2015-12-17 / Opinion

No Time to Lose on Cell Service

EDITORIAL

The Newport School Committee’s 5-1 decision on Dec. 8 to end leases of three cellular communication companies that rent space on a tower on the Rogers High School campus may have sounded to neighbors and other tower foes like a great victory for “quality of life” at the end of a classic struggle.

And for them, that may turn out to be true.

But for the city of Newport, this decision has the potential to create problems.

The tower contracts for T Mobile, AT&T and Verizon do not conclude until June, October and December of 2017 when the companies will be compelled to remove their cellular equipment.

That means there is less than two years to find a location for a new cell tower, without which communications in the southern part of Newport would, we’ve been told, be compromised. In these days of modern electronic communications, a failure of technology in any part of the city could severely jeopardize the public’s health and safety and therefore cannot be tolerated.

But where to locate a new tower?

As a somewhat compact city surrounded on three sides either by Narragansett Bay or the Atlantic Ocean, Newport seems to have no potential location that would avoid a similar neighborhood chorus of objections on noise and emissions.

But not all cellular installations are of the giant tower variety. Another alternative, potentially less controversial, would be to find a tall building to host the necessary cellular equipment. Newport has just a handful of cellular installations, while Middletown, with much more ground to cover, has considerably more.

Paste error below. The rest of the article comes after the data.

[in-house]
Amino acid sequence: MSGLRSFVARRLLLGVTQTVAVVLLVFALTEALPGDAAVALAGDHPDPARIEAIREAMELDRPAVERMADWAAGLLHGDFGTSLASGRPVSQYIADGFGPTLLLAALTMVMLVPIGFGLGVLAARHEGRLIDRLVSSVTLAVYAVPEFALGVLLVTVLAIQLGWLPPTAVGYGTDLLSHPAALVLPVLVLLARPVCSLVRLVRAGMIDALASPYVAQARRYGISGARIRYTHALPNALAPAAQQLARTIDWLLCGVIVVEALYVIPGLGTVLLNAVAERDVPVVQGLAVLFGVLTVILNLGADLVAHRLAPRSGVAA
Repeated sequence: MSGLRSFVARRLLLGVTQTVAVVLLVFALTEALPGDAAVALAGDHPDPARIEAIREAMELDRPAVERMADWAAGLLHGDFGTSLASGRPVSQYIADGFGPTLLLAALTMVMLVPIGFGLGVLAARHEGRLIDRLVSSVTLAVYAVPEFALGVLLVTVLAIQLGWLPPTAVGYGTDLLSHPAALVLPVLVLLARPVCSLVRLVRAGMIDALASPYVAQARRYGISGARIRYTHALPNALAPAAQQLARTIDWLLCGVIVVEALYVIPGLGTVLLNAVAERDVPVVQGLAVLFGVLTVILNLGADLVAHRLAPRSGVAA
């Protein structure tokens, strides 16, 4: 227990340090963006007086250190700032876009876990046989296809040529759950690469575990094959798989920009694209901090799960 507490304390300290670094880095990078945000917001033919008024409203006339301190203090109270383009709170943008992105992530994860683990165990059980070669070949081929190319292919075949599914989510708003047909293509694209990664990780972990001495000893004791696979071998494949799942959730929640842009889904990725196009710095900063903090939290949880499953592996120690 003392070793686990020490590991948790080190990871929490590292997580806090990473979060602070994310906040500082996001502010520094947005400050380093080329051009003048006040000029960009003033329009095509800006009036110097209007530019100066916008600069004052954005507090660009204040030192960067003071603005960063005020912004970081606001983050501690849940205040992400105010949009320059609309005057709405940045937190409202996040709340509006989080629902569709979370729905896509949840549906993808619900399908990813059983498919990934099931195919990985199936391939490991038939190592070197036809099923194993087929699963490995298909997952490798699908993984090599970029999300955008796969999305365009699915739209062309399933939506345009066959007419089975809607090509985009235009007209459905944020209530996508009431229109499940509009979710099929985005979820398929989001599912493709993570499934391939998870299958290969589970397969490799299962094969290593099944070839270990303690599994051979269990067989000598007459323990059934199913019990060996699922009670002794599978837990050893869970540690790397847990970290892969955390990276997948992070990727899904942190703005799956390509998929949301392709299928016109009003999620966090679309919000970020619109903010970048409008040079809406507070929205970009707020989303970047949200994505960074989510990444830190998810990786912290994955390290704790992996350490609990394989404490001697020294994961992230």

We do not envy Newport city officials, who may necessarily have a hand in resolving this sticky “not in my backyard” dilemma. While one of the cell company attorneys lamented that microwave ovens and cell phones are “more of a problem than the tower,” it remains difficult to envision another Newport neighborhood welcoming a new tower with enthusiasm, whether their concerns are legitimate or not.

One way or the other, city officials will need to be involved in this process. As Joseph Hall, the attorney representing Verizon, said, “Public safety is a big element in all of this.”

We do know this. Someone in city government needs to figure out a way to pull a reluctant rabbit out of a hat on this thorny issue.

Now is the time to start searching for a solution. Before you know it, 2017 will be here. There is no time to lose.

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